One of the challenges when your band’s the second highest grossing touring band of the year, is “Getting Out of Your Own Way.” Of course, that’s a problem most working bands would love to have, but Irish rockers U2 have been such a big deal for so long, that nearly everyone on the planet has a settled opinion about the band and what to expect from their music. There are plenty of hard core fans, which explains the ability to sell out stadiums on the band’s “30th Anniversary Joshua Tree Tour,” but there are also plenty of naysayers, put off by the band’s do-gooder politics and their all around positivity and/or spirituality, or Bono’s larger than life persona, or just those high-priced concert tickets.
Of course, when you’re one of the world’s biggest rock music attractions you’re no longer just a musician playing to satisfy your personal muse, or to please a cadre of fans who love your work and its evolution, you are at the center of a business entity with brand identity, so it would almost be impossible to imagine you not over-thinking your music and its presentation. Thus, the Apple deal that put a copy of 2014’s Songs of Innocence in everyone’s iTunes account, unasked for, and the backlash against the album on principles that had little if anything to do with the actual songs.
But for a long-time listener, the actual songs of Songs of Innocence, especially “The Miracle’s” shout out to Joey Ramone, which recalled the band’s early punk aspirations, and the more personal biographical lyrics in “Raised By Wolves” and “Cedarwood Road,” together with “Every Breaking Wave” and “Song for Someone”, with their built-in wave your lighter/cell-phone and sing-along moments, recalled this band’s truly Unforgettable Fire. From the first time I saw the band on ‘83’s War tour, it was obvious that these guys – especially Bono, and guitarist The Edge – were ambitious rock stars in the making, and for a while there each album worked to broaden the band’s impact and commercial success. By the time they made that first Joshua Tree tour, 30 years ago, they were playing arenas, which rolled over into the Rattle and Hum, both the film and the live concert album.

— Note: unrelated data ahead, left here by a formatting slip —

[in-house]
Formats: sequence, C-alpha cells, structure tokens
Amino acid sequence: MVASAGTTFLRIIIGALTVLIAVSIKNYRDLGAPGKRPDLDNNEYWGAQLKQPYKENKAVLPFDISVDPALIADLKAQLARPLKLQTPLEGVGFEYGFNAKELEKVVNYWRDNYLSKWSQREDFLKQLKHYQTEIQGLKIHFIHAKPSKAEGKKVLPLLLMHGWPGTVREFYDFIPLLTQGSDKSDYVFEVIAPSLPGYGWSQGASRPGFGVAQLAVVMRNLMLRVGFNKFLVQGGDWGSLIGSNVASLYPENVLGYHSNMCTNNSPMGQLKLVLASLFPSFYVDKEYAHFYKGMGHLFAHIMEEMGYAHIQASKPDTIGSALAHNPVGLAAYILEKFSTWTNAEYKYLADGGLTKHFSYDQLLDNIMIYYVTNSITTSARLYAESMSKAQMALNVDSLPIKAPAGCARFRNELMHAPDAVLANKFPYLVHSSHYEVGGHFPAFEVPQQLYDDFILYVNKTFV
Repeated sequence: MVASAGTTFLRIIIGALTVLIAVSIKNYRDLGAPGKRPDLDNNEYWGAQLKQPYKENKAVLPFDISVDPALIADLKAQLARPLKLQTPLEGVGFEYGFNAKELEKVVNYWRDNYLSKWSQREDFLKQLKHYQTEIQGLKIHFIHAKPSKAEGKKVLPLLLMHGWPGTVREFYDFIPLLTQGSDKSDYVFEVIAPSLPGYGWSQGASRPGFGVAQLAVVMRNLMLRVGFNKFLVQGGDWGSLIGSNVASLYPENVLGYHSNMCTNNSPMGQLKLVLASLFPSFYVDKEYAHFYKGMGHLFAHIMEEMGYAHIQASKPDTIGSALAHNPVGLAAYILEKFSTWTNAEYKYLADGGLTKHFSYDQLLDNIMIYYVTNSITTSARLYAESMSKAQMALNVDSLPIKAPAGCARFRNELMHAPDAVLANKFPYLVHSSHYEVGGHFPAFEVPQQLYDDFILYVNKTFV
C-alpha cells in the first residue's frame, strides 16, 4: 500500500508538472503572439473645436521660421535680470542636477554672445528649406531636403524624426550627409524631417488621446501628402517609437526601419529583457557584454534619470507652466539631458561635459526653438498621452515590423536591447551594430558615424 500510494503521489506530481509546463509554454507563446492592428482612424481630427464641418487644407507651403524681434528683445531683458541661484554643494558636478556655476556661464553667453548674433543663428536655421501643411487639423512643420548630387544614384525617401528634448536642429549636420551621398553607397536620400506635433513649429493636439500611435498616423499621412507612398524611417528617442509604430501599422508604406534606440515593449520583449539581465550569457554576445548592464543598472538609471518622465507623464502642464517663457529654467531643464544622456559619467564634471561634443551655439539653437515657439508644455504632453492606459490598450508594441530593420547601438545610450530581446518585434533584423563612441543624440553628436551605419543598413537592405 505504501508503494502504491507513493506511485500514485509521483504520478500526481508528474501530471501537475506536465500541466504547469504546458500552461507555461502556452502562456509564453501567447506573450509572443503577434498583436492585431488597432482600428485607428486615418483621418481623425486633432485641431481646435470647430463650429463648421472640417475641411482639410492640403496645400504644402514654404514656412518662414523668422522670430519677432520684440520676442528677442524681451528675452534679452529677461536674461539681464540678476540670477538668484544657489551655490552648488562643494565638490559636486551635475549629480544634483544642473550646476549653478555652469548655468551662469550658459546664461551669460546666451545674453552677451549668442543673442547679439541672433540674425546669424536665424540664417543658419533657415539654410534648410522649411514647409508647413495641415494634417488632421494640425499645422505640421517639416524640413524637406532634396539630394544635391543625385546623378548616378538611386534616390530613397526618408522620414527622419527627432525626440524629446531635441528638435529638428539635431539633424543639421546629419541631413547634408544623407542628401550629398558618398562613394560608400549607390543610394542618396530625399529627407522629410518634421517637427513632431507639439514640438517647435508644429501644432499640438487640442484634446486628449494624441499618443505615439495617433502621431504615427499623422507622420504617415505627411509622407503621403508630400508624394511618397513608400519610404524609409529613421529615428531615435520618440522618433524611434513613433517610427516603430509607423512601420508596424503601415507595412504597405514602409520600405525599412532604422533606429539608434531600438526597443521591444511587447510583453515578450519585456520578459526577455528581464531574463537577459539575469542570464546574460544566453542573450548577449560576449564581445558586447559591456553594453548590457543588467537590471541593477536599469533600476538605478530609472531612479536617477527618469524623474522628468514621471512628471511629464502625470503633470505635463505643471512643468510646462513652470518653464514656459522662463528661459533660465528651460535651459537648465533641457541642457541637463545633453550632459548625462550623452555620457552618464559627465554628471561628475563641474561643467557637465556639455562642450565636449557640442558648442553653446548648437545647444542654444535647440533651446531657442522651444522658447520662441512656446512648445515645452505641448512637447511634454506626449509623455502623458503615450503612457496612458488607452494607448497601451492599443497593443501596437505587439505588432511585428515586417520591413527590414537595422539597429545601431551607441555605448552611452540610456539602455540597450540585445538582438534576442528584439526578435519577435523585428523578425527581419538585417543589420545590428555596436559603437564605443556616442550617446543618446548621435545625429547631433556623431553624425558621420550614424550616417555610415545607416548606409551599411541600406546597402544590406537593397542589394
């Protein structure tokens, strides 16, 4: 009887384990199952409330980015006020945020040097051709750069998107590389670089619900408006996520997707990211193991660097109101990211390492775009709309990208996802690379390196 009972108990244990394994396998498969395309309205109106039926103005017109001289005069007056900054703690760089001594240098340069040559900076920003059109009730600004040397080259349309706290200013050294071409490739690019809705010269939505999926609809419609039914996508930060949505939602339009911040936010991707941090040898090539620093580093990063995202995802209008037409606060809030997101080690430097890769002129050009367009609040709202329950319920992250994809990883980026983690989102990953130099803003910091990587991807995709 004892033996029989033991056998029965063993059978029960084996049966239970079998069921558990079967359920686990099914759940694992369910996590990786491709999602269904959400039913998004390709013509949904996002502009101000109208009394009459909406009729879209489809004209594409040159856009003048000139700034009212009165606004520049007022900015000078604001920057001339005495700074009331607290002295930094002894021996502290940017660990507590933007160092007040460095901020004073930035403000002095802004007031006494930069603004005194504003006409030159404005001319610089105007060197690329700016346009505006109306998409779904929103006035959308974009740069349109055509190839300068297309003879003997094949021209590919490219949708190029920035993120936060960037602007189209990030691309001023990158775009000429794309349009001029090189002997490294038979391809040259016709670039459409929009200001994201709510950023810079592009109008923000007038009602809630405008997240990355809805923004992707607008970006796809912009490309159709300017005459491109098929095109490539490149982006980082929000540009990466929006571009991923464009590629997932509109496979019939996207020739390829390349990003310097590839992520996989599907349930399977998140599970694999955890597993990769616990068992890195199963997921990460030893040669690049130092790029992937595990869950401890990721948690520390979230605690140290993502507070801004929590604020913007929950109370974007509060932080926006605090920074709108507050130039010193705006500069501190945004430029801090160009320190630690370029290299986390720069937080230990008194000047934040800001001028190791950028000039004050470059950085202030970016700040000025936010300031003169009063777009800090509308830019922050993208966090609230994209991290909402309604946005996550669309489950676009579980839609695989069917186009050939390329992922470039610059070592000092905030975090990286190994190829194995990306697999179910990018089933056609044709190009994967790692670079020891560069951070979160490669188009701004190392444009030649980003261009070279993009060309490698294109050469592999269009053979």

But then, Achtung, Baby changed everything, the band shed its almost too predictable sound for an edgier, noisier, grittier urban electronic rock, and the cynicism to match the harsher 90’s geo-political climate. The Zoo TV tour filled stadiums with flying European cars, massive media screens, and images of a belly dancer. Bono grew horns and embraced his alternative personality as “The Fly,” who called the White House switchboard operator during each concert, and taunted TV evangelists like Falwell and Swaggert in the brutal reading of “Bullet, The Blue Sky.” In The Joshua Tree and Achtung, Baby the band had found creative balance, their rooted songs of uplift were given greater ballast, as their light shined brighter because on the other side of the coin, the grittier and darker reality, they saw life for all its broken complexity. But where do you go after you’re on the top of the world?
1993’s Zooropa felt like a modest follow-up to Achtung, Baby, with even more of that Euro-techno-pop grounding, more synths and guitar effects. On Pop, in ’97, they appeared to be desperate to reconnect with pop music success, embracing their inner mirror ball in the form of a large “Lemon” on their Pop Mart tour. The 2000’s gave us three albums, each with a “Beautiful Day” or a “Vertigo,” to assure us they were still a rock band driven by the idea of building us up, lifting our spirits, but by 2009’s No Line On the Horizon it was less clear that U2 had a clear path forward, even though the hard-core fans, yours truly included, continued to look to them as a north star in a night sky of various lesser lights.